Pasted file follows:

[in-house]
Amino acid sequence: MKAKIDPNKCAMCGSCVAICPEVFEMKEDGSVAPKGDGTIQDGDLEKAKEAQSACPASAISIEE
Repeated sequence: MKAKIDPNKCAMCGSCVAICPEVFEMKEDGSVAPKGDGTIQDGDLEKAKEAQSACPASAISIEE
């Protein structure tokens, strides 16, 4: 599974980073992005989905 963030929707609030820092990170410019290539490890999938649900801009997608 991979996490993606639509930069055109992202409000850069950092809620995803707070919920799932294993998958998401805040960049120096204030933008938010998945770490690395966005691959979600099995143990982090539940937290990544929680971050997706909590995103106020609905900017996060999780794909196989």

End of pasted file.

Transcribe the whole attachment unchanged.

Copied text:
[in-house]
Amino acid sequence: MKAKIDPNKCAMCGSCVAICPEVFEMKEDGSVAPKGDGTIQDGDLEKAKEAQSACPASAISIEE
Repeated sequence: MKAKIDPNKCAMCGSCVAICPEVFEMKEDGSVAPKGDGTIQDGDLEKAKEAQSACPASAISIEE
């Protein structure tokens, strides 16, 4: 599974980073992005989905 963030929707609030820092990170410019290539490890999938649900801009997608 991979996490993606639509930069055109992202409000850069950092809620995803707070919920799932294993998958998401805040960049120096204030933008938010998945770490690395966005691959979600099995143990982090539940937290990544929680971050997706909590995103106020609905900017996060999780794909196989």